The Marlins were a transplanted version of the original Syracuse Chiefs. They were created on December 20, 1955, when the Syracuse club (a member of the IL as early as 1886 and a continuous member since 1934) was sold to Sidney Salomon (future founding owner of the St. Louis Blues of the National Hockey League) and Elliot Stein.
The 1955 Chiefs, an affiliate of the Philadelphia Phillies, finished only two games out of the playoffs, but drew only 85,000 fans, last in the eight-team league. In the Marlins' debut season in Miami, the club finished third and attracted 288,000 spectators, second in the IL circuit. Attendance dwindled in the years that followed, however, and by 1960 the Marlins—by then a Baltimore Orioles affiliate—were at the bottom of the IL, with fewer than 110,000 paying fans. The franchise became a St. Louis Cardinals affiliate and moved to San Juan, Puerto Rico, in 1961, but after little more than a month of play the Marlins moved again to Charleston, West Virginia on May 19. In 1962, the franchise moved to Atlanta, Georgia, discarding the Marlins name and adopting the name of the Atlanta Crackers, a team in the recently disbanded Class AA Southern Association. In 1966, when the Milwaukee Braves moved to Atlanta, the franchise relocated to Richmond, Virginia, where it played as the Richmond Braves for 43 seasons, through 2008. The franchise moved to Gwinnett County, Georgia in 2009, and is currently known as the Gwinnett Braves. The current Syracuse Chiefs club, reformed in 1961, is actually the transplanted Montreal Royals.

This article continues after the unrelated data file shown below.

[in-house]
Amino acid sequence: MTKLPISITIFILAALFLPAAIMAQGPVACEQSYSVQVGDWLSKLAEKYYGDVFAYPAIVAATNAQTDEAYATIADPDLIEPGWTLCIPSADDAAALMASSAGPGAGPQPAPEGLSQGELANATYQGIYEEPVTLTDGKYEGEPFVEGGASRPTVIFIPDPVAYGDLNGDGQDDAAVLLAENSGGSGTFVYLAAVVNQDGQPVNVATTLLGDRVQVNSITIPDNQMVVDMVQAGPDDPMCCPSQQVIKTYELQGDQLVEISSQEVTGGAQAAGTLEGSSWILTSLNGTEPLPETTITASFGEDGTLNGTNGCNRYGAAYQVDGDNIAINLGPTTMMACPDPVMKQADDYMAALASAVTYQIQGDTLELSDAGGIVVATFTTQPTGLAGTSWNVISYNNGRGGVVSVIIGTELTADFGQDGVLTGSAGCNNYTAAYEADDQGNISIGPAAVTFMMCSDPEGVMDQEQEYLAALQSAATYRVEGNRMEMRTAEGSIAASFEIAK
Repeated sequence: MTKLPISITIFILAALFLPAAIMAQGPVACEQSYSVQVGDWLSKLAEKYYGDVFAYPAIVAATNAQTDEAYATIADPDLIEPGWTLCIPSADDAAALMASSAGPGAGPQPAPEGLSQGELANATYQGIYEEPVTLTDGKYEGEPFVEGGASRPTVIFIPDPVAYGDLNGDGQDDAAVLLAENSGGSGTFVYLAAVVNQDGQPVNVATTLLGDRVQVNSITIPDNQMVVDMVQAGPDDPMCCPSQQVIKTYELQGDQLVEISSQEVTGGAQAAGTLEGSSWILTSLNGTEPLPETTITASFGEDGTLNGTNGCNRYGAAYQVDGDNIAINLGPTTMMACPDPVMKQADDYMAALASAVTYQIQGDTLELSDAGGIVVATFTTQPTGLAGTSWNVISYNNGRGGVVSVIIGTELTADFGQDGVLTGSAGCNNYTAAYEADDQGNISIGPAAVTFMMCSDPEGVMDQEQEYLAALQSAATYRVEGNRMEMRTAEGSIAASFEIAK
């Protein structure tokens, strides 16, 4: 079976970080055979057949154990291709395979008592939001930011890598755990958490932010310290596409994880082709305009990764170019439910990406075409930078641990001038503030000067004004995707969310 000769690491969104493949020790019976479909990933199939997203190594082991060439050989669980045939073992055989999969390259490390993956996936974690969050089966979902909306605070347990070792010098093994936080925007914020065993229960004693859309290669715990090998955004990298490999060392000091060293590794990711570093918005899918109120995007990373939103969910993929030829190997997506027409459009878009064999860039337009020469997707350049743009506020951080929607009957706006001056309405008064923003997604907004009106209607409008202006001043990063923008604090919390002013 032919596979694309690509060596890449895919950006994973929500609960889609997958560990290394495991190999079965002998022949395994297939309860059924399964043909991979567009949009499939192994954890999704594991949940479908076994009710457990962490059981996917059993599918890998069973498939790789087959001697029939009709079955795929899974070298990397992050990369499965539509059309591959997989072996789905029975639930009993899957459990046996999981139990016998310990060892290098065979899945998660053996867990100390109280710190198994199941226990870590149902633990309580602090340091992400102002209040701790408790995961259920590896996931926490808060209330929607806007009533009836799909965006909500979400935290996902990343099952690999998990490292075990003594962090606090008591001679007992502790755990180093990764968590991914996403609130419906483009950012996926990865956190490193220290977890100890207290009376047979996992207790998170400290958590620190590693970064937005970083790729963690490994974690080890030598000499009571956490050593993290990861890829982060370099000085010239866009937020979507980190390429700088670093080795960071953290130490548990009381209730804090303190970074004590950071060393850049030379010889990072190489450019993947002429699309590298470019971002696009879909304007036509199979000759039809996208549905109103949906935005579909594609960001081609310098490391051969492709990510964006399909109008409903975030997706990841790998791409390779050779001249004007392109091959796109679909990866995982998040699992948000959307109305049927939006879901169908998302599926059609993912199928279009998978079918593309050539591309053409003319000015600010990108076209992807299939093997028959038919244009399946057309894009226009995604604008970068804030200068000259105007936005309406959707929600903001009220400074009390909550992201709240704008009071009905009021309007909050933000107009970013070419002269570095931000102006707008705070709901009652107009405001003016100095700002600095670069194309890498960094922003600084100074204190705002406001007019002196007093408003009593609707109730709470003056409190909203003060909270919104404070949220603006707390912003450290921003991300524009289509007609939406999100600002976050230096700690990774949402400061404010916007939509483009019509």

Notable Marlins during the 1956-60 period were Leroy "Satchel" Paige, the great former Negro Leagues pitcher then in his 50s, three-time league all-star infielder Forrest "Woody" Smith, 1959 IL earned run average champ Artie Kay, and future big-leaguers such as infielder Jerry Adair and pitcher Rudy Arias. The Marlins' managers were Don Osborn (1956–57), Kerby Farrell (1958), Pepper Martin (1959), and Al Vincent (1960). Its home park was Miami Stadium. On August 7, 1956, the largest crowd in minor league history (57‚000) came to see Miami's 50-year-old Paige beat Columbus at the Orange Bowl.
The Kansas City Monarchs were the longest-running franchise in the history of baseball's Negro Leagues. Operating in Kansas City, Missouri and owned by J.L. Wilkinson, they were charter members of the Negro National League from 1920 to 1930. J.L. Wilkinson was the first Caucasian owner at the time of the establishment of the team. In 1930, the Monarchs became the first professional baseball team to use a portable lighting system which was transported from game to game in trucks to play games at night, five years before any major league team did. The Monarchs won ten league championships before integration, and triumphed in the first Negro League World Series in 1924. The Monarchs had only one season in which they lost more games than won. After sending more players to the major leagues than any other Negro League franchise, the team was finally disbanded in 1965.
The 1983 World Series matched the American League champion Baltimore Orioles against the National League champion Philadelphia Phillies, with the Orioles winning four games to one. "The I-95 Series"—like the World Series two years later, also took its nickname from the Interstate that it took for the teams and fans to travel on—I-95 in this case.